During the Apple earnings call on Tuesday, after posting record sales of the iPad, Apple's CEO made the comment to an analyst that he thought the "tablet market" would be larger than the PC market.
We thought, Gene, from the beginning of this, that it would be a huge market, and it has been even greater than we thought and we’ve now sold 40 million on a cumulative basis, and it’s pretty clear to me that if you forecast out in time that the tablet market, I still believe it will be larger than the PC market. That’s not a guidance number. That’s just something that I very much believe.Tim Cook - Apple CEO
Just a few days before this, I was sent a recent UK study by UM London, that goes some way to support this notion, but not quite fully.
The research “Tablet inTouch” which covered five thousand UK consumers, found those who owned the devices were almost evangelical about their benefits, with more than a third of owners saying their tablet computer has changed their lives.
While tablet and e-reader technology is changing the lives of their owners, the majority of UK consumers remain to be convinced of their benefits. UM found only 18% of consumers in the UK now own a tablet or e-reader, with Apple and Amazon dominating the markets.
You can download the full study here, but I'll paste a detailed summary below.
The figures speak for themselves, and mirror the initial scepticism about the usage of tablets, especially the iPad. I can only presume the majority are iPad users as the iPad dominates the market.
Those that have a tablet (iPad?) have discovered the niche where device supplements and enhances their lifestyle and are evangelical about the device.
Those that don't have a tablet or can't envisage where they might use one, can't see why they need one, or understand the potential benefits.
I don't think Apple will have a hard sell to the second group of people in the near future. Tablet usage will increase over time as they become even more mainstream, becoming an even more viable alternative to a traditional PC.
Consider the next iteration of the iPad, probably available in six to eight months time.
- Quad Core A6 Chip - TechRadar
- Double Resolution Retina Display - AppleInsider
- Siri - Artificial Intelligent (2nd Gen with full International Support) - TUAW
- Vastly improved camera and optics
- Plus whatever other surprises Apple have in development
If the current iPad can replace a good percentage of people's computing needs, the next generation will take it to the next level, especially if new adopters of the tablet platform continue to evangelise at the current levels.
I think Tim Cook is right.
It's just a matter of time!
The extract below republished with permission
How tablet computers are changing the UK’s digital diet
A major study of how people who have purchased tablet computers and e-readers are using their devices and the attitudes of those who have not by Media Communications agency UM London, has revealed the impact tablet computers have had on the behaviour of UK consumers and casts light on the opportunities and challenges for brands.
The research “Will Tablet Computers Change Our Lives?” which covered five thousand UK consumers found those who owned the devices were almost evangelical about their benefits:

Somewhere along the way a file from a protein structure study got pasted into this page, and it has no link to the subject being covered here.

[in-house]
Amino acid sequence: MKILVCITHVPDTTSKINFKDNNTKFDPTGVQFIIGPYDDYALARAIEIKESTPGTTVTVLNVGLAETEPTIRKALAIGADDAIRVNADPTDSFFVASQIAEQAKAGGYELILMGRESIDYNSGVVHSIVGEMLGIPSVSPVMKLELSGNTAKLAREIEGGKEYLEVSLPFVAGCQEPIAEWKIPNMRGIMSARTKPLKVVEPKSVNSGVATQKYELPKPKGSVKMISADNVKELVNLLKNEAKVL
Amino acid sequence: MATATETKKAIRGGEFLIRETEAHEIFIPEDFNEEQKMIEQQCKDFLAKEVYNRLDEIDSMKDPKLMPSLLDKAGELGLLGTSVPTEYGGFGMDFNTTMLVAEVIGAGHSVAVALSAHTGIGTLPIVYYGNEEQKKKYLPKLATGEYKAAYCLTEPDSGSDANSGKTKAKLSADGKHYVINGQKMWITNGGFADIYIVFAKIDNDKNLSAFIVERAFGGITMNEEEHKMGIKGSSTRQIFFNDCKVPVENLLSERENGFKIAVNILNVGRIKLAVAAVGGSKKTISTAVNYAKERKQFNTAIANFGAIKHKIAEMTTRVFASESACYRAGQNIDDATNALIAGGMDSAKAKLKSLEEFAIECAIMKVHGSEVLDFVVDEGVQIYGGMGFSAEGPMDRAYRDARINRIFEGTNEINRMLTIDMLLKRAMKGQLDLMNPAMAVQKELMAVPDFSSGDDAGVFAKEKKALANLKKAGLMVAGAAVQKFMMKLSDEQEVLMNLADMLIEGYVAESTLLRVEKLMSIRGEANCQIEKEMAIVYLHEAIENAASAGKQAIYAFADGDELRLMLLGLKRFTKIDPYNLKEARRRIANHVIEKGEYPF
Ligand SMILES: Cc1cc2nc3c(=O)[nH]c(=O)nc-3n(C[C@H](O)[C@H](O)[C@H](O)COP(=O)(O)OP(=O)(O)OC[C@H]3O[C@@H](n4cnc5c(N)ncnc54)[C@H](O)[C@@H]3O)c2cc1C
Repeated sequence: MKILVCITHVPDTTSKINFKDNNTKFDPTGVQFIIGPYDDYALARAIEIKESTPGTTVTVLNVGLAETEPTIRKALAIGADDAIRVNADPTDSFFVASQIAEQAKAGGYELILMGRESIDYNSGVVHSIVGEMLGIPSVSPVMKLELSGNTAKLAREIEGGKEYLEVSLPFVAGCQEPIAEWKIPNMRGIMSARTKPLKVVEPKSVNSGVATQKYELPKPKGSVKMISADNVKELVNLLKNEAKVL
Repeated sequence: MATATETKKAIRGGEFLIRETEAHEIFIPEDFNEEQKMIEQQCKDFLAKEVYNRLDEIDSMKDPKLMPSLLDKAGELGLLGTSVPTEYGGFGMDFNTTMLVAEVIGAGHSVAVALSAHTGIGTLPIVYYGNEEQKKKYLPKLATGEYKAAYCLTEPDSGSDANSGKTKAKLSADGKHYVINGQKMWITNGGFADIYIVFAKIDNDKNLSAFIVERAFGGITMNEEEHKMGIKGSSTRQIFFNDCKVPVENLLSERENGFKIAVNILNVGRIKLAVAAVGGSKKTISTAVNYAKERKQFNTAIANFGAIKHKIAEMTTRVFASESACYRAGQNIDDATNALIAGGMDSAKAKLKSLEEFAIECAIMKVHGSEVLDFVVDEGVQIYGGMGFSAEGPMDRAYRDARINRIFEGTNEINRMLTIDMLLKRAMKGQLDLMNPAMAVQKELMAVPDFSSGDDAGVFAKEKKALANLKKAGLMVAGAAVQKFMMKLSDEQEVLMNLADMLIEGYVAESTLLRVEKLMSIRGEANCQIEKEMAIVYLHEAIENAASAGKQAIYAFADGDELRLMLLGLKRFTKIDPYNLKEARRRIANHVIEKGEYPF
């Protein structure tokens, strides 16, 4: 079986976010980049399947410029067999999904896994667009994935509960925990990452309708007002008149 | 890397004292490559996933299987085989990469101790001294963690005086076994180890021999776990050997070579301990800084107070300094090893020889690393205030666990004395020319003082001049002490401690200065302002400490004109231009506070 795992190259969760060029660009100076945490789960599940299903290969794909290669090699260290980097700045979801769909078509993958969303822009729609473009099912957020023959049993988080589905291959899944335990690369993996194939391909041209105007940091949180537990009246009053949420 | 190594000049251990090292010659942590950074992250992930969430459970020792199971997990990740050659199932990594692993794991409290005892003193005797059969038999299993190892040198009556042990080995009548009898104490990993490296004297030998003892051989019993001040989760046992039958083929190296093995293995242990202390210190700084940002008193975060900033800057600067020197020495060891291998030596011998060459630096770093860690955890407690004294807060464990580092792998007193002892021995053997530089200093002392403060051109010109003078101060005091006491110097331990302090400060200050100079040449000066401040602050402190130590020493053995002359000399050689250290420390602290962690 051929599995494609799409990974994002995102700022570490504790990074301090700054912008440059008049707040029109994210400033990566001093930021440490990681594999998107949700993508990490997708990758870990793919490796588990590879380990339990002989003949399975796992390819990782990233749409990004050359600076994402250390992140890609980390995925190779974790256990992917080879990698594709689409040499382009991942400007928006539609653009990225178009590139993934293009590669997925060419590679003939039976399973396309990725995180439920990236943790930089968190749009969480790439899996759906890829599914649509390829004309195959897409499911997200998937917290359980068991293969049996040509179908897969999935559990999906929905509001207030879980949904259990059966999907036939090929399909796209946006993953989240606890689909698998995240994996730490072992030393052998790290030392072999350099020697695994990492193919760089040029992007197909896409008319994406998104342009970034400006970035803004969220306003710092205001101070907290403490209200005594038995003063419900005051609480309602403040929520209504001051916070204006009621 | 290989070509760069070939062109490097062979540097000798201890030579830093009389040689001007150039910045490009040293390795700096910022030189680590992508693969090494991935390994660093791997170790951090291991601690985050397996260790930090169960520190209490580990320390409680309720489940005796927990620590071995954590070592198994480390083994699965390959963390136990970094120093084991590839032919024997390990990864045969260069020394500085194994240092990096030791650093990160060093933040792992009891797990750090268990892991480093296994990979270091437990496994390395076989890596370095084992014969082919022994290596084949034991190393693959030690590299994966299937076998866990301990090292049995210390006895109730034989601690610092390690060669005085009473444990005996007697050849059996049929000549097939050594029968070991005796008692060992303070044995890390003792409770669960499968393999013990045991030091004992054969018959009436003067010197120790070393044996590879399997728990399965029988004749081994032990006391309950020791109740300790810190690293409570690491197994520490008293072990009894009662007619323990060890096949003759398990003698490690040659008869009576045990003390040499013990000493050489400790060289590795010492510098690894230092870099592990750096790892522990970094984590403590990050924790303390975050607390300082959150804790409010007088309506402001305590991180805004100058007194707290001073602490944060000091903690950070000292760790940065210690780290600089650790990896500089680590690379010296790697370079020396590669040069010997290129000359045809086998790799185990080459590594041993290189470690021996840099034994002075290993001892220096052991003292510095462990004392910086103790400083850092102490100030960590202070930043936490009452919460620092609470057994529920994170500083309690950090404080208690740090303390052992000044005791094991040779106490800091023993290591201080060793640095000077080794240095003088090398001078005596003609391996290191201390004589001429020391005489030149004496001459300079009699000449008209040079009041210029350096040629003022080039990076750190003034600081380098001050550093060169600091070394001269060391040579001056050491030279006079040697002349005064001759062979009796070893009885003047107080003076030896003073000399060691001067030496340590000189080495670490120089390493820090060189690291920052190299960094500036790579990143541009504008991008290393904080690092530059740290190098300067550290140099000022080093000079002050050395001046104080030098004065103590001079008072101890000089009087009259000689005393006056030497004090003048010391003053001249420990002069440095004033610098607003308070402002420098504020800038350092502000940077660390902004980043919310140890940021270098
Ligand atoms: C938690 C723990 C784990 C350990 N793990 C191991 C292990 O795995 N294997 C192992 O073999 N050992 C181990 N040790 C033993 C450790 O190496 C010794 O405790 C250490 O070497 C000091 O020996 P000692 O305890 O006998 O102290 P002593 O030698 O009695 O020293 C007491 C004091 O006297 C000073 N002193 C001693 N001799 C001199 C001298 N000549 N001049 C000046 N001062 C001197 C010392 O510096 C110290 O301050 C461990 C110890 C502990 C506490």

- More than a third of owners say their tablet computer has changed their lives
- 43% of tablet owners find them “addictive”
- More than 60% of tablet owners use their device daily and some are virtually inseparable from their tablet with 27% even using the device in the lavatory
- 86% of e-reader owners and 70% of tablet owners are “extremely satisfied” with them
- 65% say tablets are more useful than laptops
While tablet and e-reader technology is changing the lives of their owners the majority of UK consumers remain to be convinced of their benefits. UM found:
- 18% of consumers in the UK now own a tablet or e-reader (*see below for brands covered)
- ownership of e-readers 12% (5.9m GB Adults) is ahead of tablet computers 8% (3.9m GB Adults) (3% own both), but overall 82% of the population have still to buy either a tablet or an e-reader
- 64% of those who don’t, have no intention to purchase either
- 23% of those who don’t intend to get a tablet device are deterred by the price, but more- 38%- don’t understand the benefit of owning one
- 23% said they did intend to buy a tablet computer (9.4m GB Adults); 19% an e-reader (7.9m GB Adults)
- But only 3% plan to do so in the next 2 months
- Apple and Amazon dominate the tablet and e-reader markets
UM London’s study clearly shows that tablet computers are used primarily for play not work, but owners are using their devices regularly for a diverse range of activities:
- 41% of tablet owners think of their device as a “toy” but just 17% of e-reader users do so
- Tablets are being used for practical purposes: 32% said they’d shop more online with their tablet and 55% say they spend more time online as a result of owning one
- Games, downloaded by 50% of owners, are the most popular tablet apps
- 43% suggest tablets have improved their quality of life saying they are less bored now High levels of usage across a range of activities show tablets to be true multi-purpose devices
- For around 85% of tablet and e-reader users, the home is the primary place where they use them